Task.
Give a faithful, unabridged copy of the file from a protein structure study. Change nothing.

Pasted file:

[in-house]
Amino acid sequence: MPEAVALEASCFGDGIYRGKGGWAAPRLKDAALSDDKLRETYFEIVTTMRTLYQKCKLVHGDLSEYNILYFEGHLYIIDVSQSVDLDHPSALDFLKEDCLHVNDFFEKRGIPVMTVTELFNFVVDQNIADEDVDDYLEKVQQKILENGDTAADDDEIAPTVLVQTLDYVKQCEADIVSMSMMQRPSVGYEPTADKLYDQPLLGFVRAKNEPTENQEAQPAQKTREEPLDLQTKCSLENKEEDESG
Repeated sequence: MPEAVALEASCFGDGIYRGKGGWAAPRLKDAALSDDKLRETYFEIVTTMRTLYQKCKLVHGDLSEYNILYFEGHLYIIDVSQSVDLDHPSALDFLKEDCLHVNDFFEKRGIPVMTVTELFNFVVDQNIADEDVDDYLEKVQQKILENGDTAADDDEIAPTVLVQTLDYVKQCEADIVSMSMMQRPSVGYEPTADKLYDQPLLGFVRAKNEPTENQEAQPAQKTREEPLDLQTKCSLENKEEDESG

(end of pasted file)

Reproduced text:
[in-house]
Amino acid sequence: MPEAVALEASCFGDGIYRGKGGWAAPRLKDAALSDDKLRETYFEIVTTMRTLYQKCKLVHGDLSEYNILYFEGHLYIIDVSQSVDLDHPSALDFLKEDCLHVNDFFEKRGIPVMTVTELFNFVVDQNIADEDVDDYLEKVQQKILENGDTAADDDEIAPTVLVQTLDYVKQCEADIVSMSMMQRPSVGYEPTADKLYDQPLLGFVRAKNEPTENQEAQPAQKTREEPLDLQTKCSLENKEEDESG
Repeated sequence: MPEAVALEASCFGDGIYRGKGGWAAPRLKDAALSDDKLRETYFEIVTTMRTLYQKCKLVHGDLSEYNILYFEGHLYIIDVSQSVDLDHPSALDFLKEDCLHVNDFFEKRGIPVMTVTELFNFVVDQNIADEDVDDYLEKVQQKILENGDTAADDDEIAPTVLVQTLDYVKQCEADIVSMSMMQRPSVGYEPTADKLYDQPLLGFVRAKNEPTENQEAQPAQKTREEPLDLQTKCSLENKEEDESG